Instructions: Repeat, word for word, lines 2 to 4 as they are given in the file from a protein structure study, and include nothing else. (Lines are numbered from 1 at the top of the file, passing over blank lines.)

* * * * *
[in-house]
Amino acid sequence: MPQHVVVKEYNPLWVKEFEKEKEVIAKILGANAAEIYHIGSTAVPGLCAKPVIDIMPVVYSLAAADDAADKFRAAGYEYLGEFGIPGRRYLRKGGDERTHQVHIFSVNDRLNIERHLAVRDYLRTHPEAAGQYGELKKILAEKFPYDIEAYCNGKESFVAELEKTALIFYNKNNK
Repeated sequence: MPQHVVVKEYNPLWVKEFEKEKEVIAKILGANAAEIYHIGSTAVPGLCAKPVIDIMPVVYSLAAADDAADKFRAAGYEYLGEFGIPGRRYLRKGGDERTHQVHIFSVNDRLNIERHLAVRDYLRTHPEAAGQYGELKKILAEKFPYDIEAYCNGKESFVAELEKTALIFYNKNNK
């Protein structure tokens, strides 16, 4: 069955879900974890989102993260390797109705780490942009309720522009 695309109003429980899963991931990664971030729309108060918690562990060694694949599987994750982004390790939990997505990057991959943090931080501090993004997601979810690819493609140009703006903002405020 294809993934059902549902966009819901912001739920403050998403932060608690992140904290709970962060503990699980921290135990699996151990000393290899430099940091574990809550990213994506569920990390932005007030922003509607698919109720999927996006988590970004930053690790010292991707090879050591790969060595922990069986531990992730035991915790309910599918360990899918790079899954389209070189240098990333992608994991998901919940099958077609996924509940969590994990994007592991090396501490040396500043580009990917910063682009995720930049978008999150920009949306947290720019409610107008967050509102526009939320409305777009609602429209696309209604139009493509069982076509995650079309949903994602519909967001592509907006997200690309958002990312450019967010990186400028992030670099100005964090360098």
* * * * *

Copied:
Amino acid sequence: MPQHVVVKEYNPLWVKEFEKEKEVIAKILGANAAEIYHIGSTAVPGLCAKPVIDIMPVVYSLAAADDAADKFRAAGYEYLGEFGIPGRRYLRKGGDERTHQVHIFSVNDRLNIERHLAVRDYLRTHPEAAGQYGELKKILAEKFPYDIEAYCNGKESFVAELEKTALIFYNKNNK
Repeated sequence: MPQHVVVKEYNPLWVKEFEKEKEVIAKILGANAAEIYHIGSTAVPGLCAKPVIDIMPVVYSLAAADDAADKFRAAGYEYLGEFGIPGRRYLRKGGDERTHQVHIFSVNDRLNIERHLAVRDYLRTHPEAAGQYGELKKILAEKFPYDIEAYCNGKESFVAELEKTALIFYNKNNK
């Protein structure tokens, strides 16, 4: 069955879900974890989102993260390797109705780490942009309720522009 695309109003429980899963991931990664971030729309108060918690562990060694694949599987994750982004390790939990997505990057991959943090931080501090993004997601979810690819493609140009703006903002405020 294809993934059902549902966009819901912001739920403050998403932060608690992140904290709970962060503990699980921290135990699996151990000393290899430099940091574990809550990213994506569920990390932005007030922003509607698919109720999927996006988590970004930053690790010292991707090879050591790969060595922990069986531990992730035991915790309910599918360990899918790079899954389209070189240098990333992608994991998901919940099958077609996924509940969590994990994007592991090396501490040396500043580009990917910063682009995720930049978008999150920009949306947290720019409610107008967050509102526009939320409305777009609602429209696309209604139009493509069982076509995650079309949903994602519909967001592509907006997200690309958002990312450019967010990186400028992030670099100005964090360098």